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How will the new scrum rules affect Munster?

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    Funnily enough, I have long maintained that the IRB got rid of hooking for precisely the reasons Leicester are arguing however I think they were ,and Leicester are, wrong.


      Well hopefully we've seen the back of Munster packs failing to take the hit on even terms anyway but if not then the new interpretations and enforcing of existing laws might actually help. Without all this nonsense of packs pushing before the ball comes in and ignorant referees viewing that as dominance we might see some proper old school scrummaging and an even chance at things. (And bearing in mind the same referees will be in charge, porcine creatures might be aviating as well).
      \"A million monkeys with a million crayons would be hard-pressed in a million years to create anything as cretinous as Battlefield Earth.\"


        Good article in today's IT

        "The IRFU have dropped their plan to appoint a high performance scrum coach.
        The position, initially advertised worldwide following the defeat to England at Twickenham in March 2012, when the Irish scrum was exposed after Mike Ross got injured, is instead being filled by several indigenous coaches.
        The union will also bring over noted scrum gurus like New Zealander Mike Cron and Argentinean Enrique Rodríguez on a consultancy basis.
        “We decided to take a totally different tack as to how we would do that because bringing in one guy and putting all your eggs in one basket we decided, well, that’s stupid,” said IRFU director of rugby Eddie Wigglesworth.
        “One individual person over Irish scrummaging meant we were importing a culture and we feel we have a very strong scrummaging culture in Ireland going way back.
        “There are three or four scrum coaches out there, like Mike Cron and Rodríguez, but it is far better to have a menu of those guys who Colin [McEntee, IRFU high performance manager] can bring in to do sessions. Rather than one guy trying to do a national programme while driving around the four provinces. That’s not going to make a difference.”
        The union also believe the recent change to engagement laws has levelled the playing field for smaller Irish props, as Leinster’s Cian Healy confirmed this week.

        Sweet spot
        “Yeah, it is possible for looseheads to do more now,” said Healy. “Now you are starting off in the sweet spot so it is a chance to go at them. A big, heavy tighthead was always the one I struggled with so it takes the element of them using their weight out of it. It goes down to a muscle off, using strength and technique.”
        Wigglesworth continued: “The game has gone back to the style of scrummaging in the 1970s, 1980s and early 90s before Australia decided they didn’t have the slap bang effect because they didn’t have technique down there but they had big props. That’s when we went into the aggression and the hit.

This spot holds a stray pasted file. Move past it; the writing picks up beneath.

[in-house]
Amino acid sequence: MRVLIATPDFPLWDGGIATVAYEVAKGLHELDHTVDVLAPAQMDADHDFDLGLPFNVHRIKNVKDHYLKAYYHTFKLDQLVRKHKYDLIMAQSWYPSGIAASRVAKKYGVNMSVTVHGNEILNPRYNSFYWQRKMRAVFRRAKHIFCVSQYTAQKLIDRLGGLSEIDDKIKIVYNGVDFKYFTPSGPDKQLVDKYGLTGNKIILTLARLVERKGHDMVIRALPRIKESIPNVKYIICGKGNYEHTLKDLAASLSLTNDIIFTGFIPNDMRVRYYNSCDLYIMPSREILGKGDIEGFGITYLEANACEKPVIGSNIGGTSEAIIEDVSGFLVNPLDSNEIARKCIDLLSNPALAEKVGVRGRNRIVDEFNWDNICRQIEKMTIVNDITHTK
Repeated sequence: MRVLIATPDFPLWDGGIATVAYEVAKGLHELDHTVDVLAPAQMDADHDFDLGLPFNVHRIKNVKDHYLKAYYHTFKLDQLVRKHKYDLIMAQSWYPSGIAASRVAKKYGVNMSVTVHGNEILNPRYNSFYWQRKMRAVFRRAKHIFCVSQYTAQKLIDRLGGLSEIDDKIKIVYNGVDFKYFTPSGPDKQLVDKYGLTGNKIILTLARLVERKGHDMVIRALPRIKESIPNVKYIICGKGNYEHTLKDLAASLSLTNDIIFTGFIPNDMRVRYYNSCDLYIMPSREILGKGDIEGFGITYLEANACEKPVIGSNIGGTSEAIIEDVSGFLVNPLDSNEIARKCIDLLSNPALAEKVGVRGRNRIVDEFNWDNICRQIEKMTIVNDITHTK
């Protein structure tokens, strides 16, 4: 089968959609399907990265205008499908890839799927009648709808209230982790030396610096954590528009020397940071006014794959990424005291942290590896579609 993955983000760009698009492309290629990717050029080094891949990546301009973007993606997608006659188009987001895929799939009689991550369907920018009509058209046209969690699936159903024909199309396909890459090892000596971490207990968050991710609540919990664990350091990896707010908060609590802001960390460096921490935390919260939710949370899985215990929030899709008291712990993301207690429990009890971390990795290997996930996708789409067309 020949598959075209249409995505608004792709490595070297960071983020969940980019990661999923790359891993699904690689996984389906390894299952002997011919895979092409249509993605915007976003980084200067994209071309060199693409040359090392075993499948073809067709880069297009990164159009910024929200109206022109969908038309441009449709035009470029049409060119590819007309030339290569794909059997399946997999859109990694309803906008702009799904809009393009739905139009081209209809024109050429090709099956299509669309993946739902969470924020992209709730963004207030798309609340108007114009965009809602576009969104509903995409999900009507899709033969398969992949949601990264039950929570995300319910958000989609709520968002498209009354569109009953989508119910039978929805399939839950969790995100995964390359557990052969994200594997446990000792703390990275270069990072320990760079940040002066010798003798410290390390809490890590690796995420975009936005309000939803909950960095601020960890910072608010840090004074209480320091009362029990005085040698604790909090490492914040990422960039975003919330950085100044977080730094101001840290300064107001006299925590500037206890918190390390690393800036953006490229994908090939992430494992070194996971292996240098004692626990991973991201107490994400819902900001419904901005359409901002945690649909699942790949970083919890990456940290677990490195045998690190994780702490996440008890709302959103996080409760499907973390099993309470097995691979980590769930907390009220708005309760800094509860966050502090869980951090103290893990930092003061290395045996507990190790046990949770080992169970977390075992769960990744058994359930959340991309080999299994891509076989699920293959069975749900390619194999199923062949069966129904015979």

“We have gone full cycle. Up to this it was about getting the body size right. Now with the change in emphasis it is about technique and flexibility.”
        This season every provincial squad, from the seniors down to under-18, have had an individual scrum coach.
        “I sat down with Greg Feek (Leinster), Allen Clarke (Ulster), Dan McFarland (Connacht) and Paul McCarthy (Munster) and we brain-stormed the programme,” McEntee revealed.
        “That led us down the path to education so really good scrum coaches like Marcus Horan are working with all our age grade props.”
        Feek is assisted in Leinster by John Fogarty, Séamus Twomey, Derek Dowling and Philip Horan. In Munster, Conor Twomey and Horan work with Colm McMahon, Peter Malone and McCarthy.
        In Connacht, it’s McFarland, Peter Bracken, Mick Finlay, Ambrose Conboy and Davie Henshaw, while Clarke is joined by Bryan Young in Ulster.

        Massive work
        “There is massive work being done on the ground now,” McEntee added. “We have indentified our under-18, 19 and 20s props so post-interpros they will get weekly coaching as well.
        “It will take time but you can see the benefits already.”
        Wigglesworth, however, did confirm a performance director, responsible for the entire professional game in Ireland, much like Rob Andrew in the English RFU, is still being actively sought."


          Mike Ross speaks.

          The swagger of Irish loosehead props has provided an early spring in this season’s step. Dave Kilcoyne was left out of Joe Schmidt’s 34 man Ireland squad yesterday with Jack McGrath getting a well deserved promotion alongside Cian Healy and Tom Court.